James Cooper: Author Interview

James Cooper

James Cooper believes in the power of a short story, especially when it comes to conveying the power of the genre — dark fiction — he writes in. At last count, he’s written 60 short stories for submission to magazines, published novellas and collections of short stories as well. I think, it would be safe to say James Cooper wields his words well in his short stories. James was kind enough to answer some questions for me about his work.

What would you do if you weren’t a writer?

Something creative. I’d love to have the skill set to be a renowned photographer or an artist. I admire the energy and passion of all creative people, and appreciate how difficult it is to make a living from pursuing a career in such a competitive market.

terra-damnata-hc-by-james-cooper-783-p[1]Why did you begin writing dark fiction?

I was a voracious reader as a child and began writing very young, first on a Silver Reed typewriter and then on an Amstrad word processor, my face illuminated by the sinister green glow from the screen. I was drawn to dark fiction simply because that was the kind of stuff I was reading at the time. King, Straub, Herbert, Barker, Campbell: they all played a significant part in my development as a writer and showed me how it should be done. Horror fiction was easily accessible back then, both good and bad; I’m a child of the boom years, before everything went bust…

Who are the authors that have influenced you as a writer?

The writers I’ve already mentioned, of course, but my education blossomed when I started reading outside the genre. Martin Amis, early Ian McEwan, Margaret Atwood, Joyce Carol Oates, Salman Rushdie. I discovered writers at university who were natural successors to Barker, Campbell and Straub, writers who also focused on language and craft and artistry, but whose narratives were more eclectic. For a time they led me in a different direction…

For anyone wanting an introduction to the genre, what books would you suggest they read?

The Strange Case of Dr Jekyll and Mr Hyde – Robert Louis Stevenson

A Warning to the Curious – M. R. James

In the Penal Colony – Franz Kafka

The Lottery – Shirley Jackson

The Shining; Pet Sematary; Misery – Stephen King

The Throat – Peter Straub

Imajica – Clive Barker

The Count of Eleven – Ramsey Campbell

The Unblemished – Conrad Williams

Stardust – Nina Allan

You’ve written both short stories and full-length novels – do you prefer one over the other? 

The short story seems the perfect weight for a horror tale. I’ve always thought this. Perfect for public readings or a late night spell in front of the fire with a decanter of single malt. Too many horror novels lose their potency by virtue of being overlong, padded with unnecessary clichés. A trusted editor/reader is essential.

For you, as a reader, what elements make an excellent dark fiction read?

An exploration of some fundamental truth about the human condition, which I guess is true of any good story. I prefer understated, ambiguous stories that allow me to consider the variables introduced by the writer during the course of the tale. I also lean towards spare, lean, pared-down prose that exerts a subtle pressure on the reader and blends the nuances of the language with the crises the characters confront. I also have to feel utterly involved in the drama and profoundly moved by the characters’ personal narrative.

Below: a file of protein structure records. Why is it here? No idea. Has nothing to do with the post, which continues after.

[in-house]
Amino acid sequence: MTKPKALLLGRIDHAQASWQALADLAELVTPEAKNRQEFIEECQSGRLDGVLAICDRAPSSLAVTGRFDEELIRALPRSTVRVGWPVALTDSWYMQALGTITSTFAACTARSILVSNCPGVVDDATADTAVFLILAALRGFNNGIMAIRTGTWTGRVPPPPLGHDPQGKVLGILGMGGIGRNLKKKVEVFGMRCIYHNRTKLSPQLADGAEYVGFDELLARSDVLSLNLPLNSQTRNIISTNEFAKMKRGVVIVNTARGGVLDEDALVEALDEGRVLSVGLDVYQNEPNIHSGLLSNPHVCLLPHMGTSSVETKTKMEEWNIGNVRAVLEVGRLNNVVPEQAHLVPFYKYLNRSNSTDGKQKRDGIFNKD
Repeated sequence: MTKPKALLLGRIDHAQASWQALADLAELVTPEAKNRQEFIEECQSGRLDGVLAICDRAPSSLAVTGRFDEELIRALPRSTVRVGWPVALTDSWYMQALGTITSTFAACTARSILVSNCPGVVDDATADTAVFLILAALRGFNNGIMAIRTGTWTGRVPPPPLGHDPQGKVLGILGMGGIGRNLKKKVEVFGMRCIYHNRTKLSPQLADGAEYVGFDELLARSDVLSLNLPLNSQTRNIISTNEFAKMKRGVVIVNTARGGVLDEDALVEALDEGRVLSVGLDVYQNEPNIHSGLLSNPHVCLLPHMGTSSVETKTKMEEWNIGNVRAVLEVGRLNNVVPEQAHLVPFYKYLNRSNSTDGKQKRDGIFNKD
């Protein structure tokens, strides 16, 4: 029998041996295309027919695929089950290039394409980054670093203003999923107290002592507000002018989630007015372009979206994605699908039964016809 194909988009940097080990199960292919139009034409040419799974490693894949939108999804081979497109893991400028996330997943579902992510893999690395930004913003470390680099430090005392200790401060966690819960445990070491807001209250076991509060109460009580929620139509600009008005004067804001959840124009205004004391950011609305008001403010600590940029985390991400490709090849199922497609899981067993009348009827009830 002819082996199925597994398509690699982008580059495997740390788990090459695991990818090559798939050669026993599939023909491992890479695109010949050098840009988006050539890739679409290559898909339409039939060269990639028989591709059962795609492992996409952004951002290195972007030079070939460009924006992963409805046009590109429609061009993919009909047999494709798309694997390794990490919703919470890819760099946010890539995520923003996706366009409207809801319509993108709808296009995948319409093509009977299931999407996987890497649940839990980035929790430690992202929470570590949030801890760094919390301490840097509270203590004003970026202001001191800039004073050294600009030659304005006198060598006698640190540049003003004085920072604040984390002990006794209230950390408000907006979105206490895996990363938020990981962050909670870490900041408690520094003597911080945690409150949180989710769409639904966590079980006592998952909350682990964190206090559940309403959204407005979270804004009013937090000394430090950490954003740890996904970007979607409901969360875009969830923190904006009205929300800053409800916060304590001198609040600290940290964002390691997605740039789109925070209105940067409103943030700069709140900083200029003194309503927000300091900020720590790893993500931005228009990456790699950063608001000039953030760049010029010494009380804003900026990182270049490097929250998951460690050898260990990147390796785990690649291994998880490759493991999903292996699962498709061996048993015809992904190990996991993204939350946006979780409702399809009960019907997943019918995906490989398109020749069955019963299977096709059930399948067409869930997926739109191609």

What are the elements that define your writing?Strange fruit James Cooper

For me it’s all about the story, the characters and the language. These are the three key ingredients that constitute an effective story, each dependent on the other. I think my writing is defined by its desire to disclose to the reader something he/she hasn’t encountered before; I constantly look to tell the kind of tale I’d like to read myself.

When someone finishes the last page of a book or a story of yours, what do you hope they think/feel about your writing/work?

God, I wish I’d written that…

What is the most frustrating thing for you to deal with as a writer in this genre?

The lack of interest in horror fiction from many of the major publishing houses. I think there’s a slow movement back towards the genre, but it’s a reluctant one, in my experience, and shows a genuine failure to recognise the potential in the market.

Tell us about Strange Fruit and what’s next for you?

Strange Fruit is my new novella from PS Publishing. It’s a coming-of-age story about a young girl named Ellie who finds herself locked in a world of mean-spirited children and confusing adults. The only person she seems to relate to is the strange man in the park who offers her fruit…

I’m actually incredibly proud of this particular tale and feel a great affinity with the main character, Ellie. Her strength and independent spirit are her greatest assets, though she only comes to realise this as the story draws to a close. Should anyone reading this be unfamiliar with my work, I strongly suggest they start with Strange Fruit. Ellie has quite a story to tell… You can buy the book directly from the publisher. Next up will be my novel Dark Father, published by DarkFuse in June this year, and then my new collection from PS Publishing, entitled Human Pieces, in 2015.

Bio: JAMES COOPER is the author of the short story collections You Are The Fly and The Beautiful Red. His novella Terra Damnata was published by PS Publishing in 2011 and was shortlisted for a British Fantasy Award. His novella Strange Fruit and his novel Dark Father will both be published in 2014. Forthcoming is Country Dark, which will be published next year as part of the TTA Novella Series, and the short story collection Human Pieces from PS Publishing.


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